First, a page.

Vol I No. 7
History & Theology

Not Guru but Midwife

by The Reverend Dr. David Smith

The late Robert Crouse, a Canadian Anglican priest and professor, who died in 2011, was not widely known.  Though he received degrees from Trinity College, Toronto and Harvard, in later life taught frequently at the Augustinianum in Rome, and was in demand as a teacher and preacher across Canada and the United States, he spent most of his life in the ancestral village of Crousetown, Nova Scotia, in a family house by the millpond, and devoted himself to teaching at the University of King’s College, Halifax and at the Classics Department of Dalhousie University, Halifax.   His learning was vast – from Homer to Dante and beyond – but he wrote little and published less. Nonetheless, his influence was profound, not least as a champion and teacher of classical Anglicanism at a time when Anglican Churches were losing their minds. Due to the efforts of former students, two works have recently been published with wide distribution, a short suite of retreat addresses, Images of Pilgrimage, and two volumes of selected sermons, The Soul in Pilgrimage. It is hoped that further works – especially his notable lectures on aspects of classical Anglicanism – will also find their way into print.  We asked two former students of his, for their reflections on his spiritual counsel.

With the publication of his Sermons  and Images of Pilgrimage, the text of a retreat based on Dante’s Divine Comedy, it is a good time to reconsider, or if we are unfamiliar with him, to learn about the teaching of Dr. Robert Crouse. Born and raised in Nova Scotia, and teaching at the University of King’s College in Halifax, Dr. Crouse was surely one of the most learned theological scholars of his generation, and his life-long commitment to the Anglican church made him of special interest to Anglicans.  Those who knew Dr Crouse recognized him as someone who had a deep, inward grasp of the theological tradition and regarded him with great respect. They sought out and highly valued his views, not just about scholarly subjects, but about the faith in general, wanting to learn from a man so deeply familiar with Augustine, Aquinas, and Dante. This short memoir looks not at Dr. Crouse’s learning and teaching, but on the truths he conveyed more generally – truths distilled from his learning, especially for the aid of those who came to him for counsel.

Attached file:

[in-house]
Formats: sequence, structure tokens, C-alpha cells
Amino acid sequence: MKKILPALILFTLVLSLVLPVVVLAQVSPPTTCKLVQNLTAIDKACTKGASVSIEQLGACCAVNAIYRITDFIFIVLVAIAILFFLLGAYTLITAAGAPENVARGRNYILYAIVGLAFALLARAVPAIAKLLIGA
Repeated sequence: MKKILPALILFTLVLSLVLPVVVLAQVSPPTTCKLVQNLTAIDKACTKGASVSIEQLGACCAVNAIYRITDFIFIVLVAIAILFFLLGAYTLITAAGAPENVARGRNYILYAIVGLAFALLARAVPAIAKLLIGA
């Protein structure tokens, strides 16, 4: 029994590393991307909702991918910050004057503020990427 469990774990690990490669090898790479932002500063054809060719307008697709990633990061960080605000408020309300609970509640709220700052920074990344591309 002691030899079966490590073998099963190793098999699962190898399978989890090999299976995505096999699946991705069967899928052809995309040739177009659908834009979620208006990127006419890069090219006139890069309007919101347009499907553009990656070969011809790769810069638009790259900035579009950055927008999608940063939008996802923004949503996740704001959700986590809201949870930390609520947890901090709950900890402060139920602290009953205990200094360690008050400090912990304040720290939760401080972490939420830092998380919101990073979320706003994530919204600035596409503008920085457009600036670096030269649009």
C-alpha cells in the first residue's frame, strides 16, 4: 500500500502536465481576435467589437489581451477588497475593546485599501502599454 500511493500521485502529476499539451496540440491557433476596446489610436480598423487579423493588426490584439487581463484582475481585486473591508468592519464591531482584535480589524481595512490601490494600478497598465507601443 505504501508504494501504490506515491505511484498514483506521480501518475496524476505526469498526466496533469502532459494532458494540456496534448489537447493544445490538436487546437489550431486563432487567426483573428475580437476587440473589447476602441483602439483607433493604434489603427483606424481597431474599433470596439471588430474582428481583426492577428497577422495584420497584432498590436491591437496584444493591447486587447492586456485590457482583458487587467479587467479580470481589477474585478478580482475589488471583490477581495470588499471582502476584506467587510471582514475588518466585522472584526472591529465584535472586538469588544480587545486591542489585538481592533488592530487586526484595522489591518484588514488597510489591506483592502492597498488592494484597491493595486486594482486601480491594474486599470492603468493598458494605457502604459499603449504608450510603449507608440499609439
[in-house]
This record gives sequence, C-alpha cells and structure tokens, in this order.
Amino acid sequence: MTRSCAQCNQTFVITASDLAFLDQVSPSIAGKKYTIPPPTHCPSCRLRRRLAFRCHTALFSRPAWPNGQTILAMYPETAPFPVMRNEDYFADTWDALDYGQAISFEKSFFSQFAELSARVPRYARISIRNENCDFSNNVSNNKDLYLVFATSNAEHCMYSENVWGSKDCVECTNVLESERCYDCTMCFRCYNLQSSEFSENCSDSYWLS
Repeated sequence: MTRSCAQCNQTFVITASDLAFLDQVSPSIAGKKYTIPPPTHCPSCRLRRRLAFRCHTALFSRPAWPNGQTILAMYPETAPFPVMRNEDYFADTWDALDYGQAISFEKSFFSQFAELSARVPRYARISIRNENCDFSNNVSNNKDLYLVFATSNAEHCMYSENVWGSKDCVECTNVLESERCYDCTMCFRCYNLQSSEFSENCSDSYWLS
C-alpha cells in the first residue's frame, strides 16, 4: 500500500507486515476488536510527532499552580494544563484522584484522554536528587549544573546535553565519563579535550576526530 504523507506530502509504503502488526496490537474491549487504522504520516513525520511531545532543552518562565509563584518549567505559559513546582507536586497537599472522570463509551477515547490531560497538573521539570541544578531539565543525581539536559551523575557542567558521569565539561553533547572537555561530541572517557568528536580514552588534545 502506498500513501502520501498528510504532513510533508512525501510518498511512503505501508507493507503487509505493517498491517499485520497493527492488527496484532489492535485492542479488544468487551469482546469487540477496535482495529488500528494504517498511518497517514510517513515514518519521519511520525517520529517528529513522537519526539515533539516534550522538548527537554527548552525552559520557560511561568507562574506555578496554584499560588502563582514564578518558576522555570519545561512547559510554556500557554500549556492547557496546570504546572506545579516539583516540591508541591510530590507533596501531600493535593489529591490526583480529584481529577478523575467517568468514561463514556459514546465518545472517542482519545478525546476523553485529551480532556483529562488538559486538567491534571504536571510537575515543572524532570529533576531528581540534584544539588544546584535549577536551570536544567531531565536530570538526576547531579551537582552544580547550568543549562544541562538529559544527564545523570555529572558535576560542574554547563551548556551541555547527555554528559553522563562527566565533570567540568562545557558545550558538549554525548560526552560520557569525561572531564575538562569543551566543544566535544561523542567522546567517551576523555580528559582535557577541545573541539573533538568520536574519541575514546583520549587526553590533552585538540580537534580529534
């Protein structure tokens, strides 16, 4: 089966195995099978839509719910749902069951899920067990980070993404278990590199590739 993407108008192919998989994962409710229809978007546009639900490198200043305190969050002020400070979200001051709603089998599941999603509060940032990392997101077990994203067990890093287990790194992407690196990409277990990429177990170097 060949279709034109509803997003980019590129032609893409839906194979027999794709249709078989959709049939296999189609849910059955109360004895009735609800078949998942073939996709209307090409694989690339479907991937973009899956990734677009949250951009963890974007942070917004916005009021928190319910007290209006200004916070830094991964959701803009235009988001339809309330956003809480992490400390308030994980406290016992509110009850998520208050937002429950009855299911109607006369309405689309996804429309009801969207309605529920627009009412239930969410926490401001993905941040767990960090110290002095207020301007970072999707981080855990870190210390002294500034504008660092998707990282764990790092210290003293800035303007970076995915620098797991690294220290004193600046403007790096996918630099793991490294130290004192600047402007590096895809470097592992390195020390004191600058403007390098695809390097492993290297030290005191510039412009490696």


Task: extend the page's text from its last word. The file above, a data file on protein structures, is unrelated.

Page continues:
Those who sought Crouse’s counsel might first find a tranquil affirmation of their convictions and aspirations in the faith. His depth of understanding could intimidate at first, revealing the depth of one’s ignorance about everything! But Crouse did not make you feel that. For me, an evangelical student approaching a professor known as a high churchman on the catholic side of things, there was never any ‘party talk’. An evangelical emphasis on conversion, evangelism, a personal relationship and walk with God – to these, Crouse’s attitude was rather, ‘of course’, than any sort of party criticism. 

Yet he was not much interested in the kind of evangelicalism that emphasized numbers or techniques. I invited him once to address a young adult group but was concerned that the numbers would not warrant his attention. He made light of the concern with a parody of the Genesis story, ‘If there were only thirty, would I come? What about if there were only twenty?’ He was only interested in the power of the word of God for whoever was there to hear it, rather than boosting the numbers.